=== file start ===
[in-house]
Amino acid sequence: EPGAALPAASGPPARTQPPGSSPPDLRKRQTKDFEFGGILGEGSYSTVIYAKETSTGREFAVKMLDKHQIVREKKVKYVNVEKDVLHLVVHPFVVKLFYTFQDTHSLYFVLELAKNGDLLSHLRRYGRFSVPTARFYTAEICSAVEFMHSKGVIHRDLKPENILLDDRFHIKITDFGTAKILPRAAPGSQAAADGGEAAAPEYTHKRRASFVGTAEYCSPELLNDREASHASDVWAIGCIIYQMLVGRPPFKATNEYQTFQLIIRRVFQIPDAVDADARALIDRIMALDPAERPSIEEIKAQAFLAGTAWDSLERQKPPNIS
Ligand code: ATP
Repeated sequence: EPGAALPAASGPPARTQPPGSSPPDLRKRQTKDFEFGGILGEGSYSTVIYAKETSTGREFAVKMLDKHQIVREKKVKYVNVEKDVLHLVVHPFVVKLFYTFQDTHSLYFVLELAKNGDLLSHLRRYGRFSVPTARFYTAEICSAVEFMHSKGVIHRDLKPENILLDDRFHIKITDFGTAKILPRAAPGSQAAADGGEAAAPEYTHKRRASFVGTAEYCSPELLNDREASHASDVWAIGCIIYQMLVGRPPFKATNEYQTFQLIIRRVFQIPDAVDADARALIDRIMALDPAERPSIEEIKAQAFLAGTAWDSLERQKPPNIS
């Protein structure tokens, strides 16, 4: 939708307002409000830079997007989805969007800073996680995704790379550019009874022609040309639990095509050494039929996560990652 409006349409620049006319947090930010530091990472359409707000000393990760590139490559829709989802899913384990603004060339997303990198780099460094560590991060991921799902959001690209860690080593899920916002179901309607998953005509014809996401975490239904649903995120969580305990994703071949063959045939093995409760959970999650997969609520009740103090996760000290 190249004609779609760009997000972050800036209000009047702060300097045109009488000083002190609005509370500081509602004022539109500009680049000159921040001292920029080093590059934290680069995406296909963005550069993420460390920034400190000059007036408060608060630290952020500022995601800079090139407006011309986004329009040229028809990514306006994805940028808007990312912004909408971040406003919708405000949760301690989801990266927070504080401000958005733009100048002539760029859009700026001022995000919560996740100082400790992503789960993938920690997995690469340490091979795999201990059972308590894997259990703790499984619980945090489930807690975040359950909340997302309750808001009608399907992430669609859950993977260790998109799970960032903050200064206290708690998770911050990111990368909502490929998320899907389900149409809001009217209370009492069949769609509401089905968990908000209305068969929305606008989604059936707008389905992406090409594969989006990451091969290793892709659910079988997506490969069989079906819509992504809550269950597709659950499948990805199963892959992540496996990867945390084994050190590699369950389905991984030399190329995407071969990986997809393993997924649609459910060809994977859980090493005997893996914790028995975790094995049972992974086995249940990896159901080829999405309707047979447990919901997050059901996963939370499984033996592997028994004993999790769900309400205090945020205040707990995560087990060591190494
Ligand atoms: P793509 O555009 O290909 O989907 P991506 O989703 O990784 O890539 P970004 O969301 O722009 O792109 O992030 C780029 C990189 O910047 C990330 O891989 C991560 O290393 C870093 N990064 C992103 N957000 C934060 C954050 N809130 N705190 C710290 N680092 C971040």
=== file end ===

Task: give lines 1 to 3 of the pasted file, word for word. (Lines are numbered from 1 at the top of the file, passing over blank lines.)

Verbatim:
[in-house]
Amino acid sequence: EPGAALPAASGPPARTQPPGSSPPDLRKRQTKDFEFGGILGEGSYSTVIYAKETSTGREFAVKMLDKHQIVREKKVKYVNVEKDVLHLVVHPFVVKLFYTFQDTHSLYFVLELAKNGDLLSHLRRYGRFSVPTARFYTAEICSAVEFMHSKGVIHRDLKPENILLDDRFHIKITDFGTAKILPRAAPGSQAAADGGEAAAPEYTHKRRASFVGTAEYCSPELLNDREASHASDVWAIGCIIYQMLVGRPPFKATNEYQTFQLIIRRVFQIPDAVDADARALIDRIMALDPAERPSIEEIKAQAFLAGTAWDSLERQKPPNIS
Ligand code: ATP